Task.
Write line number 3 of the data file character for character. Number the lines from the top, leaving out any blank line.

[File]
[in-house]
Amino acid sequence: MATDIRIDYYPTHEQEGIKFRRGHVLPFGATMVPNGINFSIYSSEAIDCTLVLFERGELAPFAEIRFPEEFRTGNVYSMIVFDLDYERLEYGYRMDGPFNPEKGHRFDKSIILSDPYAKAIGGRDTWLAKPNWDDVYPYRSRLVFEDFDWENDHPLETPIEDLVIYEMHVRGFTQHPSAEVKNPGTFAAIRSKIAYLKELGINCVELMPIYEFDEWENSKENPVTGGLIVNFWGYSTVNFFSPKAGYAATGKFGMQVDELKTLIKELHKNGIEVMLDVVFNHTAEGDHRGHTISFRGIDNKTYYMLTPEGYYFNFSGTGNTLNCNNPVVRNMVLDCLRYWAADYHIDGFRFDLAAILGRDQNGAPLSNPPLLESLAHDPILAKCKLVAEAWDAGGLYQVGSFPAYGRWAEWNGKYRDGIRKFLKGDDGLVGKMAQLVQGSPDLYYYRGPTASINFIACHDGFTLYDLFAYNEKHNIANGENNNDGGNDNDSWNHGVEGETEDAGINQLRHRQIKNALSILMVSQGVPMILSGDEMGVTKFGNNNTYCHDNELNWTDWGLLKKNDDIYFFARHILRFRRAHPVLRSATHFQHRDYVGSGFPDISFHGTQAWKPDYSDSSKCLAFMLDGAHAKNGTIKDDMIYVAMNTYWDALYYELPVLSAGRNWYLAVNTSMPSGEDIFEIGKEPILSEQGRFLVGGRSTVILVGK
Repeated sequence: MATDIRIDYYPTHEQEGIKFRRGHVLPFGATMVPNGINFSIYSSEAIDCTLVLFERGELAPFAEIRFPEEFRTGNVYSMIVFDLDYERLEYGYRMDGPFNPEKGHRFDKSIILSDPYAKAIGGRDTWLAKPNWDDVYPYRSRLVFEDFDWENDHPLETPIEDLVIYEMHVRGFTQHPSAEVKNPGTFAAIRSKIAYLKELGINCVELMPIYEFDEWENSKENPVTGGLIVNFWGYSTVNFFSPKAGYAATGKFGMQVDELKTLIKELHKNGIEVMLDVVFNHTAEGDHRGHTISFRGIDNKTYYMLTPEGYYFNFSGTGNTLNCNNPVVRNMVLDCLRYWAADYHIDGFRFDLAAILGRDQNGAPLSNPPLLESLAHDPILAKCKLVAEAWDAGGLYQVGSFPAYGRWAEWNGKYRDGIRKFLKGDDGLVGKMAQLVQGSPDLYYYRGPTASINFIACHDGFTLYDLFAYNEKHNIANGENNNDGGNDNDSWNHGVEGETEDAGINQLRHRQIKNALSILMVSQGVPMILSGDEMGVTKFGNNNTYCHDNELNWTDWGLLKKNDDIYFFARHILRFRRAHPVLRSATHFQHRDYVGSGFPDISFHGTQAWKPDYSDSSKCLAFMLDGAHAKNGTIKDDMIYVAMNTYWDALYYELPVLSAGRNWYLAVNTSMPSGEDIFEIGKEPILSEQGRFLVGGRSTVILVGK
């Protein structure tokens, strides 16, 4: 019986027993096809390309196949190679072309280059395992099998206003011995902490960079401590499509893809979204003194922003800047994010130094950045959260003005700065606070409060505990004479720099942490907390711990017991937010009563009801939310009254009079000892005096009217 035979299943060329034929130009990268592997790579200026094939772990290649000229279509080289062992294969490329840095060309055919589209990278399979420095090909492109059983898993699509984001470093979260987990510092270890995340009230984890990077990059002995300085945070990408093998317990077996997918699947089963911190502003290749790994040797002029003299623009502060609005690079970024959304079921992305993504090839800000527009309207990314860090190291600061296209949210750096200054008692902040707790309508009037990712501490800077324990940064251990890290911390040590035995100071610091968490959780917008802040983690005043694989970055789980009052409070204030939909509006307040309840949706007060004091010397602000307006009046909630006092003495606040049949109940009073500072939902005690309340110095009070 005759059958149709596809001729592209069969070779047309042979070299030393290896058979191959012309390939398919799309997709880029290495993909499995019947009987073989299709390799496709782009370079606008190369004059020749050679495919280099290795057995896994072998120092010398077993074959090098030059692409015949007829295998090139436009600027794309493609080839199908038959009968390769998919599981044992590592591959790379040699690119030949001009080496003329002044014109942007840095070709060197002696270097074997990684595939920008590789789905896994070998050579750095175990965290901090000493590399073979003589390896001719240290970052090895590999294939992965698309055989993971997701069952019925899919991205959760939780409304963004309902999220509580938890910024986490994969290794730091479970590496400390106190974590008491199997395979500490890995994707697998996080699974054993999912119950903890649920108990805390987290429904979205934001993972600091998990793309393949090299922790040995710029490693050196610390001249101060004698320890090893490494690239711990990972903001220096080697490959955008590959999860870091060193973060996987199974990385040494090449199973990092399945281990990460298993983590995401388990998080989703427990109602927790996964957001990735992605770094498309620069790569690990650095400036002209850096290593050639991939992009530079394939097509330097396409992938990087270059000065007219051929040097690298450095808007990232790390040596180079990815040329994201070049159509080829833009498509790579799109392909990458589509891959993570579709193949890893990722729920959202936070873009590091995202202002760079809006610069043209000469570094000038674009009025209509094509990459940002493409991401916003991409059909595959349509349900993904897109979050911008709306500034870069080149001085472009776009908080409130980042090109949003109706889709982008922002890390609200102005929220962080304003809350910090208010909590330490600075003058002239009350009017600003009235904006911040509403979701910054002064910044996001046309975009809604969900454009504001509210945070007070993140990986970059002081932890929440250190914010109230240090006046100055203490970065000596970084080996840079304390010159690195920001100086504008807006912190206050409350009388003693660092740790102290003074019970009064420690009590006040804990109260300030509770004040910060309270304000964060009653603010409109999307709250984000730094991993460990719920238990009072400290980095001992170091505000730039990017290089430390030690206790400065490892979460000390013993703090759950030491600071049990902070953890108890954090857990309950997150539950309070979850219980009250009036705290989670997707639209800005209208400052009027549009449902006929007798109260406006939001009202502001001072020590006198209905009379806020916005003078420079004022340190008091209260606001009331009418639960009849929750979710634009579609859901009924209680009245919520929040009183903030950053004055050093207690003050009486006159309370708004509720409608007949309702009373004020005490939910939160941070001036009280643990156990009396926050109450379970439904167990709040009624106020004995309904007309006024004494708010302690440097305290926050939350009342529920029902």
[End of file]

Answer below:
Repeated sequence: MATDIRIDYYPTHEQEGIKFRRGHVLPFGATMVPNGINFSIYSSEAIDCTLVLFERGELAPFAEIRFPEEFRTGNVYSMIVFDLDYERLEYGYRMDGPFNPEKGHRFDKSIILSDPYAKAIGGRDTWLAKPNWDDVYPYRSRLVFEDFDWENDHPLETPIEDLVIYEMHVRGFTQHPSAEVKNPGTFAAIRSKIAYLKELGINCVELMPIYEFDEWENSKENPVTGGLIVNFWGYSTVNFFSPKAGYAATGKFGMQVDELKTLIKELHKNGIEVMLDVVFNHTAEGDHRGHTISFRGIDNKTYYMLTPEGYYFNFSGTGNTLNCNNPVVRNMVLDCLRYWAADYHIDGFRFDLAAILGRDQNGAPLSNPPLLESLAHDPILAKCKLVAEAWDAGGLYQVGSFPAYGRWAEWNGKYRDGIRKFLKGDDGLVGKMAQLVQGSPDLYYYRGPTASINFIACHDGFTLYDLFAYNEKHNIANGENNNDGGNDNDSWNHGVEGETEDAGINQLRHRQIKNALSILMVSQGVPMILSGDEMGVTKFGNNNTYCHDNELNWTDWGLLKKNDDIYFFARHILRFRRAHPVLRSATHFQHRDYVGSGFPDISFHGTQAWKPDYSDSSKCLAFMLDGAHAKNGTIKDDMIYVAMNTYWDALYYELPVLSAGRNWYLAVNTSMPSGEDIFEIGKEPILSEQGRFLVGGRSTVILVGK